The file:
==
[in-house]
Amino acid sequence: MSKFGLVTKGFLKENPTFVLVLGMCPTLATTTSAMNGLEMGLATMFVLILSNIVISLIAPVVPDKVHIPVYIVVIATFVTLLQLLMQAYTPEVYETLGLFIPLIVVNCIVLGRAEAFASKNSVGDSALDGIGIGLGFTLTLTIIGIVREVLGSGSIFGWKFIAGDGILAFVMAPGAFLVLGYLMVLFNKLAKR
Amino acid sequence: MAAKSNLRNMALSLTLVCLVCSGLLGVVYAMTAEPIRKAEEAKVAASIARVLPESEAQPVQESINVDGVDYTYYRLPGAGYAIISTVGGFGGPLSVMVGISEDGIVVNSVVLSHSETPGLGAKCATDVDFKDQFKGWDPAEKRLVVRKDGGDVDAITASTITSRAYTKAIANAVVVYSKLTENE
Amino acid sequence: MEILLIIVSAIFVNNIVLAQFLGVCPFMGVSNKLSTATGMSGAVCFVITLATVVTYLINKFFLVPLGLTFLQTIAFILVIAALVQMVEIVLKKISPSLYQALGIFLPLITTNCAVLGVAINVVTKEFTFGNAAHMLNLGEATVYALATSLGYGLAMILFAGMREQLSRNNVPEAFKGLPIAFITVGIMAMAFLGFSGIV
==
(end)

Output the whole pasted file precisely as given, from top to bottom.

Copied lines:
[in-house]
Amino acid sequence: MSKFGLVTKGFLKENPTFVLVLGMCPTLATTTSAMNGLEMGLATMFVLILSNIVISLIAPVVPDKVHIPVYIVVIATFVTLLQLLMQAYTPEVYETLGLFIPLIVVNCIVLGRAEAFASKNSVGDSALDGIGIGLGFTLTLTIIGIVREVLGSGSIFGWKFIAGDGILAFVMAPGAFLVLGYLMVLFNKLAKR
Amino acid sequence: MAAKSNLRNMALSLTLVCLVCSGLLGVVYAMTAEPIRKAEEAKVAASIARVLPESEAQPVQESINVDGVDYTYYRLPGAGYAIISTVGGFGGPLSVMVGISEDGIVVNSVVLSHSETPGLGAKCATDVDFKDQFKGWDPAEKRLVVRKDGGDVDAITASTITSRAYTKAIANAVVVYSKLTENE
Amino acid sequence: MEILLIIVSAIFVNNIVLAQFLGVCPFMGVSNKLSTATGMSGAVCFVITLATVVTYLINKFFLVPLGLTFLQTIAFILVIAALVQMVEIVLKKISPSLYQALGIFLPLITTNCAVLGVAINVVTKEFTFGNAAHMLNLGEATVYALATSLGYGLAMILFAGMREQLSRNNVPEAFKGLPIAFITVGIMAMAFLGFSGIV